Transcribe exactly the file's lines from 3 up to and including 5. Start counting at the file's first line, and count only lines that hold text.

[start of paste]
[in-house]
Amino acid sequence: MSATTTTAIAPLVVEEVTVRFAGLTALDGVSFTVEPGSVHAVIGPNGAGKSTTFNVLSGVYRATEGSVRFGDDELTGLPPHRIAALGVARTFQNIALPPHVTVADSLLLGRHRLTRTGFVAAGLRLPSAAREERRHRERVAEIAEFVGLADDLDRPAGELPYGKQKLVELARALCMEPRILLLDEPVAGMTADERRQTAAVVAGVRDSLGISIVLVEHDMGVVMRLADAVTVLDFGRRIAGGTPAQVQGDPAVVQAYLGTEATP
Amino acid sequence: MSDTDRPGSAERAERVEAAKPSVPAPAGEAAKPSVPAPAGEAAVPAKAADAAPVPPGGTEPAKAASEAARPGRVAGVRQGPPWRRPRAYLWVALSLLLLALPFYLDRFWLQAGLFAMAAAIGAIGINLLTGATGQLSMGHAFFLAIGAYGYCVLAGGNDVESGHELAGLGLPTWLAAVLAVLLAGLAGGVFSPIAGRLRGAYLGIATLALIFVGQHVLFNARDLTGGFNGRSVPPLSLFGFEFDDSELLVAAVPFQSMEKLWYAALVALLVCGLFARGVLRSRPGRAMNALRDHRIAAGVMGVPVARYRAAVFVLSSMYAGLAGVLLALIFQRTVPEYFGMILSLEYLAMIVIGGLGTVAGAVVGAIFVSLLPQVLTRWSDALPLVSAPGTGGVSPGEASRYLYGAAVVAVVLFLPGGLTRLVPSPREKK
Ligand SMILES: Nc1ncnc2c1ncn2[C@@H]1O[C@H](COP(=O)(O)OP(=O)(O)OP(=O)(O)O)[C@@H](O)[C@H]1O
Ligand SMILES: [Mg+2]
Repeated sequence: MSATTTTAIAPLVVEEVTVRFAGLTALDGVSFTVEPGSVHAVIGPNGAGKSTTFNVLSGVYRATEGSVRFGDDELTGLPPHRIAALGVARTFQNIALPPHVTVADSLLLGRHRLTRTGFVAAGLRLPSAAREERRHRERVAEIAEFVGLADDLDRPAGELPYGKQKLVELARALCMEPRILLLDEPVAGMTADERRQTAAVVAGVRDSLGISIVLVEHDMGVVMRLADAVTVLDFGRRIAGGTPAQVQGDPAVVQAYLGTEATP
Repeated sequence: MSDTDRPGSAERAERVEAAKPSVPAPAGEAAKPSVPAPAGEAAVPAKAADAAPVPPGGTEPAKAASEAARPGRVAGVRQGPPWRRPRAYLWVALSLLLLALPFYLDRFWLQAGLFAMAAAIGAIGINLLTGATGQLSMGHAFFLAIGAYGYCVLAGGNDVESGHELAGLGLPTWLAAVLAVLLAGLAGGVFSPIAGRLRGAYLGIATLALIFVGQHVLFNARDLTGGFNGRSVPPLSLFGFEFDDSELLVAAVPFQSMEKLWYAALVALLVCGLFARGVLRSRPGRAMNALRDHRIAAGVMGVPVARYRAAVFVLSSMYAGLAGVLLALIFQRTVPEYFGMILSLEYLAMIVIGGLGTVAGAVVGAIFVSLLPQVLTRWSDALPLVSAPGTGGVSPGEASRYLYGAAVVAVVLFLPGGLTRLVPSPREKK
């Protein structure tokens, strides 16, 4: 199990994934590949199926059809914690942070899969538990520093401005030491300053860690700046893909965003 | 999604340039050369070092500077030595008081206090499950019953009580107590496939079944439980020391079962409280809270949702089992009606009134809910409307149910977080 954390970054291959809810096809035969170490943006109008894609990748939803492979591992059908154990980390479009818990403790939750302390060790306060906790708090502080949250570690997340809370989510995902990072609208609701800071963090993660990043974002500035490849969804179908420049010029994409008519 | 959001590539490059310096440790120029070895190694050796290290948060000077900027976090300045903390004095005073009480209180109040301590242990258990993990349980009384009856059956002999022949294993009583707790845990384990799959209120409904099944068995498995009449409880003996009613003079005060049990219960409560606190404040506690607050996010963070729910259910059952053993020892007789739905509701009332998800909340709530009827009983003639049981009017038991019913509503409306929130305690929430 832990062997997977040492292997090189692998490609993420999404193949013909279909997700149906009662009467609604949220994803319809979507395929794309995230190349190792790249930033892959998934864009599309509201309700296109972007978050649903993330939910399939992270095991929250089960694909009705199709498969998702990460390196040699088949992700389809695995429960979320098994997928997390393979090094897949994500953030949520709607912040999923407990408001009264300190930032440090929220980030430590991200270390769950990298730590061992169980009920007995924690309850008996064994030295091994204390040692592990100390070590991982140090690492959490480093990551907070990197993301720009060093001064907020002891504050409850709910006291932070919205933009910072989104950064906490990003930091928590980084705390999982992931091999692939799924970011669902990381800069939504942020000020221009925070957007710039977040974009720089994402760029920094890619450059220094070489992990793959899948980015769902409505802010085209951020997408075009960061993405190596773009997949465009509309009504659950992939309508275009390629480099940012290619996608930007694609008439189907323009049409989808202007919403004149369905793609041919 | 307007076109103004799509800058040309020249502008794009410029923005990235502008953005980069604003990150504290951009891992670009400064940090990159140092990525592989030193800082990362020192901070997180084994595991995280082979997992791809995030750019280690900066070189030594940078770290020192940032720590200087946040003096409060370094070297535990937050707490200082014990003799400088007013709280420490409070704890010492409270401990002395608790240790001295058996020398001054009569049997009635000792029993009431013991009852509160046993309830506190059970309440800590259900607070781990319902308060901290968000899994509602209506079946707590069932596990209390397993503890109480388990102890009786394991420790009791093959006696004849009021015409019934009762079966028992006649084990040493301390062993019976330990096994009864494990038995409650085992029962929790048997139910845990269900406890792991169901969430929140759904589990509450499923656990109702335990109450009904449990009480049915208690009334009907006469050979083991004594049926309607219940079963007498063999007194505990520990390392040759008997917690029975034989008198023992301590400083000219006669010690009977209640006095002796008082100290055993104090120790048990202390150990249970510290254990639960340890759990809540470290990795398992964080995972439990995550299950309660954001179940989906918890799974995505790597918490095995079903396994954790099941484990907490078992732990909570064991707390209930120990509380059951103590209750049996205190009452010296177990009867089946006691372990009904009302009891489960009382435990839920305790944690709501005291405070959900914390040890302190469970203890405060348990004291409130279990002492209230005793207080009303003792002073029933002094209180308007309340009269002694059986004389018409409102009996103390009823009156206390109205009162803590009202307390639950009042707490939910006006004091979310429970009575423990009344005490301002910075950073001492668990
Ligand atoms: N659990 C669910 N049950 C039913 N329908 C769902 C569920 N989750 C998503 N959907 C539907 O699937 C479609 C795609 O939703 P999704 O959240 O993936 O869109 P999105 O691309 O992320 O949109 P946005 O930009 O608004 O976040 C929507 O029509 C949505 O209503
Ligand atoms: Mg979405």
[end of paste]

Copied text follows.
Amino acid sequence: MSDTDRPGSAERAERVEAAKPSVPAPAGEAAKPSVPAPAGEAAVPAKAADAAPVPPGGTEPAKAASEAARPGRVAGVRQGPPWRRPRAYLWVALSLLLLALPFYLDRFWLQAGLFAMAAAIGAIGINLLTGATGQLSMGHAFFLAIGAYGYCVLAGGNDVESGHELAGLGLPTWLAAVLAVLLAGLAGGVFSPIAGRLRGAYLGIATLALIFVGQHVLFNARDLTGGFNGRSVPPLSLFGFEFDDSELLVAAVPFQSMEKLWYAALVALLVCGLFARGVLRSRPGRAMNALRDHRIAAGVMGVPVARYRAAVFVLSSMYAGLAGVLLALIFQRTVPEYFGMILSLEYLAMIVIGGLGTVAGAVVGAIFVSLLPQVLTRWSDALPLVSAPGTGGVSPGEASRYLYGAAVVAVVLFLPGGLTRLVPSPREKK
Ligand SMILES: Nc1ncnc2c1ncn2[C@@H]1O[C@H](COP(=O)(O)OP(=O)(O)OP(=O)(O)O)[C@@H](O)[C@H]1O
Ligand SMILES: [Mg+2]